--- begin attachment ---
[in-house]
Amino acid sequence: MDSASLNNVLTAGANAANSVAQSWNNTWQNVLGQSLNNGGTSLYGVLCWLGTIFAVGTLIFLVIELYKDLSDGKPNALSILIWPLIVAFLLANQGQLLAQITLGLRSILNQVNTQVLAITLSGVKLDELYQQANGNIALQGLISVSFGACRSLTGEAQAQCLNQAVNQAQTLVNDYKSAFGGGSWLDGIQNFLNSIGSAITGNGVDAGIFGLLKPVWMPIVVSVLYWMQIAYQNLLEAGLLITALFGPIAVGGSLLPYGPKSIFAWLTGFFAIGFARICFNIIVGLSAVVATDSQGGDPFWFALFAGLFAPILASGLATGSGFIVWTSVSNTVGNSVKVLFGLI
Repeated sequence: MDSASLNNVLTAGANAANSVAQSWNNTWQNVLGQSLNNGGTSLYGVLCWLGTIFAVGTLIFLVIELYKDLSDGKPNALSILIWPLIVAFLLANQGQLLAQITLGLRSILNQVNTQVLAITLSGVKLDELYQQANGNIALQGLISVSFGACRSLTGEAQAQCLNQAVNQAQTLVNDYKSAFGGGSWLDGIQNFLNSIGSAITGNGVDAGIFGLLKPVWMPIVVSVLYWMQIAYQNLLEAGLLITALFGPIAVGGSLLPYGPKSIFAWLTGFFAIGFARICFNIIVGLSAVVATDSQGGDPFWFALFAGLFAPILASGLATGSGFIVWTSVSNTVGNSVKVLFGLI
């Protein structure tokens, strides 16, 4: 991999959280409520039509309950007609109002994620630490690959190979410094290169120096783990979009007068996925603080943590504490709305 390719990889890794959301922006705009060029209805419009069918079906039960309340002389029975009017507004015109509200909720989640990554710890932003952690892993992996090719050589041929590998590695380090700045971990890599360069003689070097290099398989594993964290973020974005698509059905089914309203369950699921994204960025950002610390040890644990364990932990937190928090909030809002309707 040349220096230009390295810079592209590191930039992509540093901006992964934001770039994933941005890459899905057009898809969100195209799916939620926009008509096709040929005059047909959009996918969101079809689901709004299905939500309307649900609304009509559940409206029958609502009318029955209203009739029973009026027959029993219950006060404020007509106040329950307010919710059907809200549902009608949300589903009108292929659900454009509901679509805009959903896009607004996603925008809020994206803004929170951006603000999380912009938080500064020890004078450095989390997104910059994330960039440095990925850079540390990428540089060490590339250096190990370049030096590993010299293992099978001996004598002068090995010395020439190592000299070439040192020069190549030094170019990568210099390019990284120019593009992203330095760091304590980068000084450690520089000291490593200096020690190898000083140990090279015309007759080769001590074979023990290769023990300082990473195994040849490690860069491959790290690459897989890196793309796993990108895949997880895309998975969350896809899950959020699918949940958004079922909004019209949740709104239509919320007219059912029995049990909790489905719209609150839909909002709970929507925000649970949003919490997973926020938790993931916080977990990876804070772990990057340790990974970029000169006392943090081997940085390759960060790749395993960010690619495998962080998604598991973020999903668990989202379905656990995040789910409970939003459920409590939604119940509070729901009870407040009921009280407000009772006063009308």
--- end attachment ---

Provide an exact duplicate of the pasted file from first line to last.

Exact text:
[in-house]
Amino acid sequence: MDSASLNNVLTAGANAANSVAQSWNNTWQNVLGQSLNNGGTSLYGVLCWLGTIFAVGTLIFLVIELYKDLSDGKPNALSILIWPLIVAFLLANQGQLLAQITLGLRSILNQVNTQVLAITLSGVKLDELYQQANGNIALQGLISVSFGACRSLTGEAQAQCLNQAVNQAQTLVNDYKSAFGGGSWLDGIQNFLNSIGSAITGNGVDAGIFGLLKPVWMPIVVSVLYWMQIAYQNLLEAGLLITALFGPIAVGGSLLPYGPKSIFAWLTGFFAIGFARICFNIIVGLSAVVATDSQGGDPFWFALFAGLFAPILASGLATGSGFIVWTSVSNTVGNSVKVLFGLI
Repeated sequence: MDSASLNNVLTAGANAANSVAQSWNNTWQNVLGQSLNNGGTSLYGVLCWLGTIFAVGTLIFLVIELYKDLSDGKPNALSILIWPLIVAFLLANQGQLLAQITLGLRSILNQVNTQVLAITLSGVKLDELYQQANGNIALQGLISVSFGACRSLTGEAQAQCLNQAVNQAQTLVNDYKSAFGGGSWLDGIQNFLNSIGSAITGNGVDAGIFGLLKPVWMPIVVSVLYWMQIAYQNLLEAGLLITALFGPIAVGGSLLPYGPKSIFAWLTGFFAIGFARICFNIIVGLSAVVATDSQGGDPFWFALFAGLFAPILASGLATGSGFIVWTSVSNTVGNSVKVLFGLI
């Protein structure tokens, strides 16, 4: 991999959280409520039509309950007609109002994620630490690959190979410094290169120096783990979009007068996925603080943590504490709305 390719990889890794959301922006705009060029209805419009069918079906039960309340002389029975009017507004015109509200909720989640990554710890932003952690892993992996090719050589041929590998590695380090700045971990890599360069003689070097290099398989594993964290973020974005698509059905089914309203369950699921994204960025950002610390040890644990364990932990937190928090909030809002309707 040349220096230009390295810079592209590191930039992509540093901006992964934001770039994933941005890459899905057009898809969100195209799916939620926009008509096709040929005059047909959009996918969101079809689901709004299905939500309307649900609304009509559940409206029958609502009318029955209203009739029973009026027959029993219950006060404020007509106040329950307010919710059907809200549902009608949300589903009108292929659900454009509901679509805009959903896009607004996603925008809020994206803004929170951006603000999380912009938080500064020890004078450095989390997104910059994330960039440095990925850079540390990428540089060490590339250096190990370049030096590993010299293992099978001996004598002068090995010395020439190592000299070439040192020069190549030094170019990568210099390019990284120019593009992203330095760091304590980068000084450690520089000291490593200096020690190898000083140990090279015309007759080769001590074979023990290769023990300082990473195994040849490690860069491959790290690459897989890196793309796993990108895949997880895309998975969350896809899950959020699918949940958004079922909004019209949740709104239509919320007219059912029995049990909790489905719209609150839909909002709970929507925000649970949003919490997973926020938790993931916080977990990876804070772990990057340790990974970029000169006392943090081997940085390759960060790749395993960010690619495998962080998604598991973020999903668990989202379905656990995040789910409970939003459920409590939604119940509070729901009870407040009921009280407000009772006063009308």